A friend of mine still has a lot of hope for Microsoft's Windows Phone platform. He is absolutely certain that the mobile operating system from the Redmond-based company will see a big turnaround later this year, and that its adoption rate will see a generous uptick as a result. He "knows" all of this, despite the fact that he isn't using a Windows Phone at the moment. He's told me that's by design, though, as he's waiting for that turnaround before he makes the leap.
He's ready though. At least he says he is. I've known people in the past who've made the switch from one platform to another just to ultimately switch back, because the changes were too big from what they've grown accustomed to using over the years. Will that be the case for him when the time comes? Maybe. But for now he's excited for Microsoft's mobile future, and that has to count for something, right?
I can't say that I blame him. As I've said in the past, the potential that Microsoft has with Windows Phone is vast. The company is putting a real effort into combining all of their platforms as realistically as possible, so that your experience between your Xbox, Windows 8 computer, and Windows Phone 8 device is as seamless and feature-laden as possible. If you're a Windows user, this is something to get excited about. It's something to look forward to, when it does eventually turn into something worth using.
I asked him if he's interested in the Lumia 928, that device that has yet to be announced, but should see the light of day sometime this month. He told me that it's a great phone, in theory (because it's not official yet), but that he's still going to wait to pull the trigger on making the switch to Windows Phone. When I asked him why, he told me that hardware doesn't make a difference at this point.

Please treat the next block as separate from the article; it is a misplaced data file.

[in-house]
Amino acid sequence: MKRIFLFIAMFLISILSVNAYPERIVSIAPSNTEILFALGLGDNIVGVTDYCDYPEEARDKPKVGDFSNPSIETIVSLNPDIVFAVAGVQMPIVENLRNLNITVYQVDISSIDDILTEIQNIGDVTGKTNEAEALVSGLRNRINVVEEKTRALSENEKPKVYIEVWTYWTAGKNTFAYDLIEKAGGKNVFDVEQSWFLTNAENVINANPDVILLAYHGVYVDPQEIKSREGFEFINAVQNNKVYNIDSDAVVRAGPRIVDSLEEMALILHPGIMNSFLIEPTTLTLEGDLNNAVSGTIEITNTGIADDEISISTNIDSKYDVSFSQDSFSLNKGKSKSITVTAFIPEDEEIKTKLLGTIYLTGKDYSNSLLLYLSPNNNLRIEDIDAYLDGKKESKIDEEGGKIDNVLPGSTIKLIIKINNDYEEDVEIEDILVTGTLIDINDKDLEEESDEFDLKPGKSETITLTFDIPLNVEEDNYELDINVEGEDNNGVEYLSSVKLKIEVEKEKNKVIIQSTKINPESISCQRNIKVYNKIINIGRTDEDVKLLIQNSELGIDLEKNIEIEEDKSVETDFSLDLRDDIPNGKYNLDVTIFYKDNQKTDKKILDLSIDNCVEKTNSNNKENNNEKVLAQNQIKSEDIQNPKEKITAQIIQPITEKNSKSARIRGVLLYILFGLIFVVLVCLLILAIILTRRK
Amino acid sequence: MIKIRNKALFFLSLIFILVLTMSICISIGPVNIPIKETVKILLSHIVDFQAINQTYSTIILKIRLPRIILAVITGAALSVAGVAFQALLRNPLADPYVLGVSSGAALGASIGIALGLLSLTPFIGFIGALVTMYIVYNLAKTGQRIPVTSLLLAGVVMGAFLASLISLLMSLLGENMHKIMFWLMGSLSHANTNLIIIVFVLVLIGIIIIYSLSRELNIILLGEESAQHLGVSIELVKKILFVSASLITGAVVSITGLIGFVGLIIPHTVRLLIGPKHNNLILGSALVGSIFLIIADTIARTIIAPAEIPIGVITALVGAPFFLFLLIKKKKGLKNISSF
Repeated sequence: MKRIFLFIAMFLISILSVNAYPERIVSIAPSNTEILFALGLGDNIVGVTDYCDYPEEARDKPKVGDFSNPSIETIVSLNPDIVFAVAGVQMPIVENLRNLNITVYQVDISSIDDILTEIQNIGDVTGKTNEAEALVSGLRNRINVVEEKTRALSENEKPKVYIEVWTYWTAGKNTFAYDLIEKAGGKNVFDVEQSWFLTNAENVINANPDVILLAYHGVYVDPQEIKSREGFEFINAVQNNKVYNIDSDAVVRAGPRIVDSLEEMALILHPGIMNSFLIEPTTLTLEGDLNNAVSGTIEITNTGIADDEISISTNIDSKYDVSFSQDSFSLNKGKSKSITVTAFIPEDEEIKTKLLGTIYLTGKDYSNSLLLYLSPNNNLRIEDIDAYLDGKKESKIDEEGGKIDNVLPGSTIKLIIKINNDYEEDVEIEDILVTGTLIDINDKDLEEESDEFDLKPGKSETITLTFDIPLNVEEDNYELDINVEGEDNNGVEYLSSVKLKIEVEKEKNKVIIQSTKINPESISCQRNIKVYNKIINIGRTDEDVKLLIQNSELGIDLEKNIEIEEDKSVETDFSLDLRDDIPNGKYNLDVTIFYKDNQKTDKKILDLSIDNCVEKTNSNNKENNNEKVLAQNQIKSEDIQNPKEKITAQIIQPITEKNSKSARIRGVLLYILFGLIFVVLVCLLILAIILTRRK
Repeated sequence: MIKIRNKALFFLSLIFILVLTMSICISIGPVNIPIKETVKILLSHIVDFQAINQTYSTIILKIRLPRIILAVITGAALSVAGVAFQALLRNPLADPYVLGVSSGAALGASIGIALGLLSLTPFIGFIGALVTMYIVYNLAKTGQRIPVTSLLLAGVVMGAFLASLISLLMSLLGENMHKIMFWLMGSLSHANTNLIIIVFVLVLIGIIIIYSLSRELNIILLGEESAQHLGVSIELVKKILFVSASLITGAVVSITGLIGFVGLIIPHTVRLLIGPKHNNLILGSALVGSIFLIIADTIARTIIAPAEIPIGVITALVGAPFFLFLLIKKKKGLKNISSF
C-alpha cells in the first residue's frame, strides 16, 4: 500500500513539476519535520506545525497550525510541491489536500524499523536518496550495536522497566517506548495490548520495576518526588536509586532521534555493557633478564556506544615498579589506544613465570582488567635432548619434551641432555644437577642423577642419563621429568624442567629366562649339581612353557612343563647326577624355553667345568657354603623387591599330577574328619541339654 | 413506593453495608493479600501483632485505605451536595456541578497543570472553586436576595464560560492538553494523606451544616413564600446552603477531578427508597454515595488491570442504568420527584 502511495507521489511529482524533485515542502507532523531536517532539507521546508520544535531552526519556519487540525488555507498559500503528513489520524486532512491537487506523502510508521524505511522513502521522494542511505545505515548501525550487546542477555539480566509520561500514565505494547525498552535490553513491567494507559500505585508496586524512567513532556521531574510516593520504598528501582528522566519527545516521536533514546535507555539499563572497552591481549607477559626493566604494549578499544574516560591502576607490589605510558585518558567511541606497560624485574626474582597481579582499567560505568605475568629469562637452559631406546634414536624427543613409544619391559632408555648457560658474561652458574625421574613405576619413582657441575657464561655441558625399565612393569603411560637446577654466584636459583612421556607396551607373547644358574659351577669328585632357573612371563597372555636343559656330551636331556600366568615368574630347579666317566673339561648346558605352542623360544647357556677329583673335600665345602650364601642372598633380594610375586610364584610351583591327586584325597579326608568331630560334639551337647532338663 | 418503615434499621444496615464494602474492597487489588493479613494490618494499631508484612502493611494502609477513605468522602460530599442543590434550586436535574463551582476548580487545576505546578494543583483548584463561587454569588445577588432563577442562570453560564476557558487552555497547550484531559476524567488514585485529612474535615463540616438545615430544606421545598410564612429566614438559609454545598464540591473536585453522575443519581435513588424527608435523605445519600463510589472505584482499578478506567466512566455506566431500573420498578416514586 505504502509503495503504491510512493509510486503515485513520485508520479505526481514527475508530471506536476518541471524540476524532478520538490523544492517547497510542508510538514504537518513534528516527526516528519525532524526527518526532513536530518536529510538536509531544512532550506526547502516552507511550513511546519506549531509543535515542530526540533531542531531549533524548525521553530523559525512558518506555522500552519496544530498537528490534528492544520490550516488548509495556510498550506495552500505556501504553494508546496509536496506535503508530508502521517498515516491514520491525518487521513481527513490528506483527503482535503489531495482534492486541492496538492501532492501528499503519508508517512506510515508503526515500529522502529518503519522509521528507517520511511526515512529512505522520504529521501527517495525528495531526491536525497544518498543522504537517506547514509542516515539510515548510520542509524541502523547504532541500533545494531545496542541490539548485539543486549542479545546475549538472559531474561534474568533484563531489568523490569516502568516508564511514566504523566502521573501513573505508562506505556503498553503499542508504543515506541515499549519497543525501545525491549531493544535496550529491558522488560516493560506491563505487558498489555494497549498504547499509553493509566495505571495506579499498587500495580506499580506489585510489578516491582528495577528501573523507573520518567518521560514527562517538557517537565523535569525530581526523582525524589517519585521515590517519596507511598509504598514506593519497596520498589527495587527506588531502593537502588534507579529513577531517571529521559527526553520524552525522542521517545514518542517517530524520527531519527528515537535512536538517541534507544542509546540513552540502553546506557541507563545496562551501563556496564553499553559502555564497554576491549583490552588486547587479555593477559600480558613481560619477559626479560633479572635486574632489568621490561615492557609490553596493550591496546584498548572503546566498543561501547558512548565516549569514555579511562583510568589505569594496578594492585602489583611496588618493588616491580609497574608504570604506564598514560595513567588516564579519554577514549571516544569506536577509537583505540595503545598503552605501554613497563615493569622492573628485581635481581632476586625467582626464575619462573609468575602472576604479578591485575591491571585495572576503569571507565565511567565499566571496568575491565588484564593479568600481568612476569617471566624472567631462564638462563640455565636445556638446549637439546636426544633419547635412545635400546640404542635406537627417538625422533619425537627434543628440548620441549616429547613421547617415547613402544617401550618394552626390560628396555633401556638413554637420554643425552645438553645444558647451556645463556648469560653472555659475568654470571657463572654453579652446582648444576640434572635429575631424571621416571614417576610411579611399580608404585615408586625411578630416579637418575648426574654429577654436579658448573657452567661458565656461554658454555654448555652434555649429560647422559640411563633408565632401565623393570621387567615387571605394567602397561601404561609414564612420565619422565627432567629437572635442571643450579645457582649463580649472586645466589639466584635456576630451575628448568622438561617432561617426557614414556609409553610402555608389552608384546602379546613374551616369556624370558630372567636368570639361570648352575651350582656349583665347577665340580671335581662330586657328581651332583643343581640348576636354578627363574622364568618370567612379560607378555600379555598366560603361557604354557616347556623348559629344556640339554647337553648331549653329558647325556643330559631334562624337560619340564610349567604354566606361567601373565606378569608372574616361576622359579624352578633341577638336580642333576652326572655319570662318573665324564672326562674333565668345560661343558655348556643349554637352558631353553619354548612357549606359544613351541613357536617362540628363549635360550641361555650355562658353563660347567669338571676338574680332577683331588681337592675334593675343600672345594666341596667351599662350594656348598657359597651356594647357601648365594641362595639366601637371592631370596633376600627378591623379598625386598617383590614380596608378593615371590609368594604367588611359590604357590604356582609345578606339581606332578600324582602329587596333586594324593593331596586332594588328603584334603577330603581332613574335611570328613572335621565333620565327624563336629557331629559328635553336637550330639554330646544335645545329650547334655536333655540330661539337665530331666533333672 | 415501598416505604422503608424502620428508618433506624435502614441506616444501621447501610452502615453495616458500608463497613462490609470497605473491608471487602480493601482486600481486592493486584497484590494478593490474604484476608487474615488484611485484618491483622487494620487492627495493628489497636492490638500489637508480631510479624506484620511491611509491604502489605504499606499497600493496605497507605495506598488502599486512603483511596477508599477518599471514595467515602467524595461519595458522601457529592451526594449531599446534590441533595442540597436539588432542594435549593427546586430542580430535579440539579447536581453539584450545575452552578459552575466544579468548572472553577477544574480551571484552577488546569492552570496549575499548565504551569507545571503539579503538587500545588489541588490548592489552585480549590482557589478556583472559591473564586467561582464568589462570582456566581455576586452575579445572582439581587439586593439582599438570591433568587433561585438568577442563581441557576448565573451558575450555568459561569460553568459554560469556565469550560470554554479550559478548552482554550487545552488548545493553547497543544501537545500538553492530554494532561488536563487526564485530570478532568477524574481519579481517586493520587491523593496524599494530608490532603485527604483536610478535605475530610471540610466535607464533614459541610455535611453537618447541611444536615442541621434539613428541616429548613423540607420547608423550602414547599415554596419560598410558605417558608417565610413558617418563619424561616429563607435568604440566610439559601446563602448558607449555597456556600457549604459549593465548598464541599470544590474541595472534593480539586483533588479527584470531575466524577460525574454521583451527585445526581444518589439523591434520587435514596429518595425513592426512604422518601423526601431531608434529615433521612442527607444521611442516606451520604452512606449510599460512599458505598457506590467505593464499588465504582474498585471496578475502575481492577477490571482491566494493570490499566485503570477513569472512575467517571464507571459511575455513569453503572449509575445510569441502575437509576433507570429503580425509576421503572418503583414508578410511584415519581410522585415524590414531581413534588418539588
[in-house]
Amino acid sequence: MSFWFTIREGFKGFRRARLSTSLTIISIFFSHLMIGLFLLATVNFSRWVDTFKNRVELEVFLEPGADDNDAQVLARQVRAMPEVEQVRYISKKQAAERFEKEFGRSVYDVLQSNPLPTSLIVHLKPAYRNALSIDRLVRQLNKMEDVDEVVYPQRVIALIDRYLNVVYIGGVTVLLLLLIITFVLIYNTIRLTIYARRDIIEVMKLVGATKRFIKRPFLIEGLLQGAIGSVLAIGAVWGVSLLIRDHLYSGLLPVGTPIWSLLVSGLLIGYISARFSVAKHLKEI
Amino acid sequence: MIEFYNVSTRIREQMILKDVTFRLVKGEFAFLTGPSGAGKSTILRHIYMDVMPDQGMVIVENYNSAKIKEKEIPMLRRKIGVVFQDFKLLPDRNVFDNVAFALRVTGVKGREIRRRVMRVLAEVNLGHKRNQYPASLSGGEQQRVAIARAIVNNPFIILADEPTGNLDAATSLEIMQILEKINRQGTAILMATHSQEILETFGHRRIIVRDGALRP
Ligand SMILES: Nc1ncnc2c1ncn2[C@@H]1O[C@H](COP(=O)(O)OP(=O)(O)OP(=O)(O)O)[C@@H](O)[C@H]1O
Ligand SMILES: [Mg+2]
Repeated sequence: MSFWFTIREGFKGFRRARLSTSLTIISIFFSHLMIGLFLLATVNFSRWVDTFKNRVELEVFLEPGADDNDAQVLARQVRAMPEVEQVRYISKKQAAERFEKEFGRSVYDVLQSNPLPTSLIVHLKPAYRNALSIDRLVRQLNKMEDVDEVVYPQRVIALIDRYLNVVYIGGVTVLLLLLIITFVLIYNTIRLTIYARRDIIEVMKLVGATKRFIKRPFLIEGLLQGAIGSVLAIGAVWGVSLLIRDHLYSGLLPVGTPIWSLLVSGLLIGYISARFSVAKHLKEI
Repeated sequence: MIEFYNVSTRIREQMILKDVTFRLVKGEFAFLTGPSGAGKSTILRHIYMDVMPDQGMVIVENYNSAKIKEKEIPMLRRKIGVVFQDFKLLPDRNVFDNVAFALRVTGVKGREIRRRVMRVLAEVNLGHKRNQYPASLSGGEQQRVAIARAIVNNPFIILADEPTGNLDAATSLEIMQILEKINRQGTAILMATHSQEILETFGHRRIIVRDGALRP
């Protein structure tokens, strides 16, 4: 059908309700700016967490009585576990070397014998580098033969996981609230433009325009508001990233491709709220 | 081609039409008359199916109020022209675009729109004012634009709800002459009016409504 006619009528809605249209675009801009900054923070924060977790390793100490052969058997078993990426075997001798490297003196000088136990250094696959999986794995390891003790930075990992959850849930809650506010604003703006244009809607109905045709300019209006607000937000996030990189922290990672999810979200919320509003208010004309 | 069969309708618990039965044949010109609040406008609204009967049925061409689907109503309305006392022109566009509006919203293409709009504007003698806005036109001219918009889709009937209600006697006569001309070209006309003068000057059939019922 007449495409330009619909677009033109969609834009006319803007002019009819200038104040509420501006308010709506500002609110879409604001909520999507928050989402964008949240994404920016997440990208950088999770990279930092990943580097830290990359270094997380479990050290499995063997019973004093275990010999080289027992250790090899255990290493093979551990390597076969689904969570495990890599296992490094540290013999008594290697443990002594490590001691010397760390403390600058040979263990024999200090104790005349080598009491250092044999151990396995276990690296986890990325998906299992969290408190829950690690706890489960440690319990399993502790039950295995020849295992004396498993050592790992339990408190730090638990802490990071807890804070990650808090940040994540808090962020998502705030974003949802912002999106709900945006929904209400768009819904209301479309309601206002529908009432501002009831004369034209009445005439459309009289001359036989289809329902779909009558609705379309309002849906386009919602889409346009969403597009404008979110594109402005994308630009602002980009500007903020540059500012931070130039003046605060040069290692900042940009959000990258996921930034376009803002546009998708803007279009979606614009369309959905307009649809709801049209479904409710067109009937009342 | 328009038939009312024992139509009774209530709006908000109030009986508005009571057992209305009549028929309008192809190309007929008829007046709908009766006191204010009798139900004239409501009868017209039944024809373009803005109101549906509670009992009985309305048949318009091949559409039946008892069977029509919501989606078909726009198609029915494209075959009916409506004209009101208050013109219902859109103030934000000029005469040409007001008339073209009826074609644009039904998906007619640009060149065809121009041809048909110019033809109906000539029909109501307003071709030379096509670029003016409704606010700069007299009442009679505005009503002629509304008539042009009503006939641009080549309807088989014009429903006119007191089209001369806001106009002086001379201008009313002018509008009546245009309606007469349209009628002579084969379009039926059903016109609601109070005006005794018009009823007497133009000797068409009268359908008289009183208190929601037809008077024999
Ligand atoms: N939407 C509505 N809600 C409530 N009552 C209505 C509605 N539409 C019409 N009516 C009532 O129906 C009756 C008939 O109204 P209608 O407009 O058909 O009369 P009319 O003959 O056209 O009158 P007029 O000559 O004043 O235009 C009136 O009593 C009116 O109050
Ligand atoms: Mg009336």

The potential within Windows Phone isn't hardware related. It's all on the software side. The potential has to be unlocked there, before he'll ever seriously look at the phones.
Which got me thinking about the Lumia 928 a little bit more. As far as I'm concerned, the Lumia series of devices is Windows Phone's best family of devices. Nokia's efforts in these devices is second-to-none, and it looks like they're continuing that trend with the upcoming Lumia 928. If the rumors are true, that is. If they are, though, the Lumia 928 is shaping up to be quite an impressive device, especially if you're someone who takes your smartphone camera seriously.
First, let me just say that I think a high-end Lumia device on Verizon's network has the potential to light a fire under Windows Phone's you know what. If Verizon prices it aggressively, and markets it accordingly, there are a lot of subscribers under Verizon's umbrella that could be swayed to make the switch. Especially if the Lumia 928 is a thinner version of the 920, and with a better camera.
However, on the opposite side of the coin, I can't help but wonder if another piece of hardware is going to make a bit of difference right now. Yes, it will be good that Verizon has a pseudo-exclusive device like the 928, especially since I know there are a lot of Verizon customers out there who have been waiting for a high-end Lumia handset to land on their carrier. But will it be enough to make a noteworthy push in Nokia's direction? Or, for that matter, make a dent in the Windows Phone subscriber count?
For me, personally, I know that another Lumia device isn't going to make me switch right now. Why? Because I know that the Xbox LIVE experience in Windows Phone 8 still isn't all that great. It doesn't really give me anything more than what I can get on iOS, or Android. And, simply put, while applications like Spotify are indeed on Windows Phone, its functionality compared to the other platforms isn't where it needs to be quite yet for me to want to use it every single day.
Microsoft's hardware partners are obviously not going to stop making Windows Phone-based devices, and as long as they keep making handsets as impressive as the Lumia 920 (and potentially the Lumia 928), I don't think it will be hard to get plenty of people to switch. But it's still clear to me that Microsoft has to start tapping into that potential energy within the platform, before a large margin of users out there will be comfortable making the switch to the mobile OS.
But what do you think? Will Nokia releasing another high-end Lumia device make a big impact in Windows Phone subscribers? Are you planning on switching if the rumors of the Lumia 928 pan out? If not, why not? Let me know!